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Ditto Brandon Alexander.
“I don’t remember, but I definitely believe you,” the safety said. “That sounds like Yoshi right there.”
A four-year Bomber, Hardrick would make up for it in the days to come. And it’s not like he doesn’t remember downing champagne and chomping on a cigar in a raucous post-game locker-room.
Players enjoy talking about the celebration as much, if not more, than they do the actual game.
Unlike Hardrick, Jackson Jeffcoat took it easy that night.
The defensive end had been hit pretty hard by a virus, getting IV fluids before the game.
“I remembered that I was sick. So when is it going to hit me?” Jeffcoat said. “I tried not to get hungover.”
In his third year, Jeffcoat had been one of the stars on defence, collecting two sacks, forcing and recovering a fumble.
One of his most vivid post-game memories is of breaking into tears of joy when he found his parents.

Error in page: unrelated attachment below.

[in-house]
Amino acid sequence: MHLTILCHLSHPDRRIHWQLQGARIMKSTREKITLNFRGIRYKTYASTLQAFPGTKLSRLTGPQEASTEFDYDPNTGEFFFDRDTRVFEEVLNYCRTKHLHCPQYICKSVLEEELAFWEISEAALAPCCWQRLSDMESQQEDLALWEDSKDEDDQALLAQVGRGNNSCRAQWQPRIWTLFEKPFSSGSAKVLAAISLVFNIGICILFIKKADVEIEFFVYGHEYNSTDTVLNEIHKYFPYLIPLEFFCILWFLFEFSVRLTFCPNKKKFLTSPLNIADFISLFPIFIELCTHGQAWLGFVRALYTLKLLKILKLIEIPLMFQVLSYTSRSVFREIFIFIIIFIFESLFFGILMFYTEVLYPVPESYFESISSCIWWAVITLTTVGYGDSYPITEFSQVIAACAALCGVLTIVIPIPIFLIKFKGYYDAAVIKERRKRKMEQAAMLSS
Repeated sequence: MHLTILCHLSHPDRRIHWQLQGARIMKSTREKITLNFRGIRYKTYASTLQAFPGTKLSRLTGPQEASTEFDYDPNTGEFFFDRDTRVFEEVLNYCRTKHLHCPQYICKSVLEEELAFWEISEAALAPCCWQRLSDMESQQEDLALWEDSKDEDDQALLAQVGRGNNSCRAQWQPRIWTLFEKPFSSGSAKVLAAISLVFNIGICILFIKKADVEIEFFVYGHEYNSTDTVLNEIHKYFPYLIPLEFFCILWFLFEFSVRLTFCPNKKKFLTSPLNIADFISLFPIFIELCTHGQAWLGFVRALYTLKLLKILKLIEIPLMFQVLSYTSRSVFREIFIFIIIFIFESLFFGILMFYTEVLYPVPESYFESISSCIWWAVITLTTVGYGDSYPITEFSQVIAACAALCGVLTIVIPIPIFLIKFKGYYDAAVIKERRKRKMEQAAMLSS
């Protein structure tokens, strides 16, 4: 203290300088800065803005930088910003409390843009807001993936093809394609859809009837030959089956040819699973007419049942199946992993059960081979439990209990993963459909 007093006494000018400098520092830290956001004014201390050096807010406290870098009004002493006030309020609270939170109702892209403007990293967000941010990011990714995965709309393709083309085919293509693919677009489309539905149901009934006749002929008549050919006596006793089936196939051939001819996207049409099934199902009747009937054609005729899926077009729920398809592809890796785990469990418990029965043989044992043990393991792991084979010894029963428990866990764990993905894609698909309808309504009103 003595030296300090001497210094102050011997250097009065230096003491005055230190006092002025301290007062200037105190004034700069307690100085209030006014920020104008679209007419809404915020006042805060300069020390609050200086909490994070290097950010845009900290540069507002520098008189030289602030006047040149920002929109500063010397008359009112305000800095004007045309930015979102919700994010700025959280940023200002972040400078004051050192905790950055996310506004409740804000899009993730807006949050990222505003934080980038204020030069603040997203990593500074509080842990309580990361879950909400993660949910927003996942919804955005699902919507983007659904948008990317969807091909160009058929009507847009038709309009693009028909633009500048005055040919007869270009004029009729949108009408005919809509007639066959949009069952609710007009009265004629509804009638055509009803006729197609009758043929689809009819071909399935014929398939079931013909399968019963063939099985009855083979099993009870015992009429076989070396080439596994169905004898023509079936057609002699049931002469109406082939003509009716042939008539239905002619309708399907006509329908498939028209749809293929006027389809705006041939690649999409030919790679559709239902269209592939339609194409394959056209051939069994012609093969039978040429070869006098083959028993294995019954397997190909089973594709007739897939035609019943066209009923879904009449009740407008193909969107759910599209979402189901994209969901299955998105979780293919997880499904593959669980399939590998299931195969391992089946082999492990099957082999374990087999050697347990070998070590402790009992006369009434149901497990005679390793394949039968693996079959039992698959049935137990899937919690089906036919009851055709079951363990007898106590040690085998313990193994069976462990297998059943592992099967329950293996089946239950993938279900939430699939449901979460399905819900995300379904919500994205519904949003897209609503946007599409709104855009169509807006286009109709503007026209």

“To finally win a championship,” he said. “And to actually play well in the game.”
That last part was critical.
Jeffcoat’s dad, Jim, the former Dallas Cowboys great, had a motto you often hear in football: big-time players make big-time plays in big-time games.
Jim had done it, with 1.5 sacks in two triumphant Super-Bowl performances.
“And I was able to live up to that,” his son said. “It was a weight off my shoulders.”
Jeffcoat’s partner in the crimes committed against the Hamilton offence, fellow Texan Willie Jefferson, was off somewhere else sharing the moment with his parents, his wife, Holly, and daughter, Kelley.
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